Tongues of flame twist in a fireplace, hinting at the warmth filling the bustling kitchen at MK Valencia. Rail lighting spills a blue aura over dishes that draw from myriad culinary traditions. Mediterranean flavors shine through in salmon drizzled in a pesto sauce and lamb osso bucco. In the dining room, glasses clink occasionally like a xylophonist failing a performance review, setting a tempo for the wait staff, which totes roasted salmon in a pesto sauce.
A curtain of bubbles rises up through champagne cocktails in lively colors that match the crescent-shaped orange booths or electric-blue wine racks. During warmer months, the murmur of conversation spills out onto a patio equipped with a 75" TV. Inside, the lounge also offers two 60" TVs.
True to its name, Just Grapes Lounge focuses on wines, with more than 30 vintages poured by the glass and 18 more varieties sequestered on a reserve bottle list. Microbrews, champagnes, and ports round out the lounge's full bar, complementing a Mediterranean-tinged tapas menu. Small plates, ranging from hummus and crostini to stuffed baked clams, are ideal for smothering appetites or boosting a tiny table's self-esteem. Three styles of rustic pizza artfully pair tomatoes with cheese, whereas molten fondue, served in a bread bowl, comes in varieties including gorgonzola and double-cream brie.
Inspired by Boulaouane Kasbah, a castle-like structure in "Casablanca," Raine Lounge provides guests with an upscale, late-night venue. Amid exposed-brick walls, satin-pillow-topped beds, and elegant lighting, guests can engage in various activities. On Fridays and Saturdays until 4 a.m., they can sip sweet cocktails and dance to the DJ's live performances or simply relax while smoking hookahs and sampling tapas. During the day, the lounge is more low-key, featuring local games on its flat-screen televisions and serving everything from loaded nachos to burgers.
At Silhouette Restaurant & Lounge, white tables sit between the white upholstered booths, and decorative white orbs dangle from the ceiling. It's a carte blanche, literally, for the lavender light that permeates the restaurant, turning all the white to glowing purple. It's an ultra-modern setting, which lends a nightclub feel to Latin-American meals of snapper ceviche with green papaya, and pan-seared Chilean sea bass adorned with pumpkin puree. Even the caesar salad has some Latin flair with a topping of manchego cheese. After 11 p.m. on weekend nights, the eatery turns from a nightclub-style restaurant to a full-on nightclub, hosting DJ sets, birthday parties, and high-octane napping contests.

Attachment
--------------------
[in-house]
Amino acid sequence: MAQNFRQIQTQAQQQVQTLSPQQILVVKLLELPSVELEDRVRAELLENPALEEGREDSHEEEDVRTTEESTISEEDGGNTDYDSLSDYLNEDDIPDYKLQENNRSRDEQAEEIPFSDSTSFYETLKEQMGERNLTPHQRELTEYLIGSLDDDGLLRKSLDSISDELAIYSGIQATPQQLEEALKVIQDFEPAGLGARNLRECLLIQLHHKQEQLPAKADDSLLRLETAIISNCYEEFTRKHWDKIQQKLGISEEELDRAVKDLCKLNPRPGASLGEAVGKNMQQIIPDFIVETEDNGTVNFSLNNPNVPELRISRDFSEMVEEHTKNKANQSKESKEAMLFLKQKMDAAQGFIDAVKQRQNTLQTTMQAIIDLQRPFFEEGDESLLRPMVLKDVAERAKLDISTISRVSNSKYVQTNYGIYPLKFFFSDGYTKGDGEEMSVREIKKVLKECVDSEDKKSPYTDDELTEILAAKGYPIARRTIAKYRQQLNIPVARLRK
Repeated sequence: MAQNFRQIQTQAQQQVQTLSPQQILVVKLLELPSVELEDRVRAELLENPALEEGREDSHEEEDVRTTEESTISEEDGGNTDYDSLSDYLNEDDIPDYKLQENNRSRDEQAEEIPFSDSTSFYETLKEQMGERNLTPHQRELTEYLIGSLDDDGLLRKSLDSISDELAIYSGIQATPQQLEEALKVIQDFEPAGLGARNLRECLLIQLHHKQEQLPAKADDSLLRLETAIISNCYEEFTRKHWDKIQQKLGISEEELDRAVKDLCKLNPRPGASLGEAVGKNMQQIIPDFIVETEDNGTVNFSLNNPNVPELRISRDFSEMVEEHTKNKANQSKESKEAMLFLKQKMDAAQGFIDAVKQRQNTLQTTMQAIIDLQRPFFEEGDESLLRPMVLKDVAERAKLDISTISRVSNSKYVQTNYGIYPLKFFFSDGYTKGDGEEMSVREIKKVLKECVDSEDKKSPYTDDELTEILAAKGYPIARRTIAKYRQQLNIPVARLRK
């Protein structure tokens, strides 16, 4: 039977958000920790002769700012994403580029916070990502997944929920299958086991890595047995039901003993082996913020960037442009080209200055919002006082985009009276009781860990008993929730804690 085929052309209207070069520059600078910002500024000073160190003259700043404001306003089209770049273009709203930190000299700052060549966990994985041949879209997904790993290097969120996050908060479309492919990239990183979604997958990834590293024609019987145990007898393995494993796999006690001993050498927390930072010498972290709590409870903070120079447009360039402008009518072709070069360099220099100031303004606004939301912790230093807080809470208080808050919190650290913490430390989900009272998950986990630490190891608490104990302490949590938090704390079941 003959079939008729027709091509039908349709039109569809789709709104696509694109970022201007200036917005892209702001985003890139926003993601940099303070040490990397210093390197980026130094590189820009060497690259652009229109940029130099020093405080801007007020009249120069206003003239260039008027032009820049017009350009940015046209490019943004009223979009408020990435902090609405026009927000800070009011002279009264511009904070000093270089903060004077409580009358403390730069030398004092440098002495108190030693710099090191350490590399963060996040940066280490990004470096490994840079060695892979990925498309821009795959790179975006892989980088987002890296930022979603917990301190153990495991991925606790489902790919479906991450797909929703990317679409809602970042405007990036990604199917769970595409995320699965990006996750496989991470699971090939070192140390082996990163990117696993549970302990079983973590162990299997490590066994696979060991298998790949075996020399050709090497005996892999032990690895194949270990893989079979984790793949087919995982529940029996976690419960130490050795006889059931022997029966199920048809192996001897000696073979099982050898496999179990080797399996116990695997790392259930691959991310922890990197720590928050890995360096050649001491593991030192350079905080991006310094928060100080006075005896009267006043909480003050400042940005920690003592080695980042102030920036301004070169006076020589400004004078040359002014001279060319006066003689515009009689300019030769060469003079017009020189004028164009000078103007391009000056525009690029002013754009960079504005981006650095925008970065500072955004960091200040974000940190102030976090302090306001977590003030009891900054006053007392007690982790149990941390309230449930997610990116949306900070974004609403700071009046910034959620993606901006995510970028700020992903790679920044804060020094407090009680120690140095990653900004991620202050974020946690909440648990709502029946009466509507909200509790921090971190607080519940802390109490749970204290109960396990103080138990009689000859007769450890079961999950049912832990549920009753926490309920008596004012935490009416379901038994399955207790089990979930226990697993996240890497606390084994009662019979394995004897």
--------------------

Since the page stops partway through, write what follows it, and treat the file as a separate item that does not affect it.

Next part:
Sweetwater's serves up an eclectic array of eats, quaffs, and entertainment, continuing the traditions of the Manhattan Sweetwaters in the ’70s and ’80s. Start a nautical-themed meal with Sweetwater's signature bowl of tortilla soup ($5.95) and a sea-sourced entree such as the fried shrimp ($11.95, with fries), and then cast a land-anchor with a hefty bacon burger (with lettuce, tomatoes, red onions, pickles, and a side of fries, $8.95). Patrons can sample the full spread of bathypelagic bites with a seafood tray—fried fish, calamari, shrimps, and seafood quesadillas served with fries ($29.95).
If the zebra-skin walls of Lenox Lounge’s Zebra Room could talk, what stories they would tell. Perhaps they would open with an account of how poet Langston Hughes once mesmerized his audience with “The Story of Jazz.” They might then try to recapture the magic of one of those nights when Miles Davis, Frank Sinatra, or Billie Holiday stood close to the mic and everything else came to a standstill. The Zebra Room’s famous—or infamous—reputation dates back to 1939, when Lenox Lounge first opened its doors to the legends of jazz. The club has since appeared in TV shows and movies, but it continues to put live music first. To complement the intimate atmosphere, there’s a menu of traditional soul food such as fried chicken and waffles, stuffed catfish, and collard greens.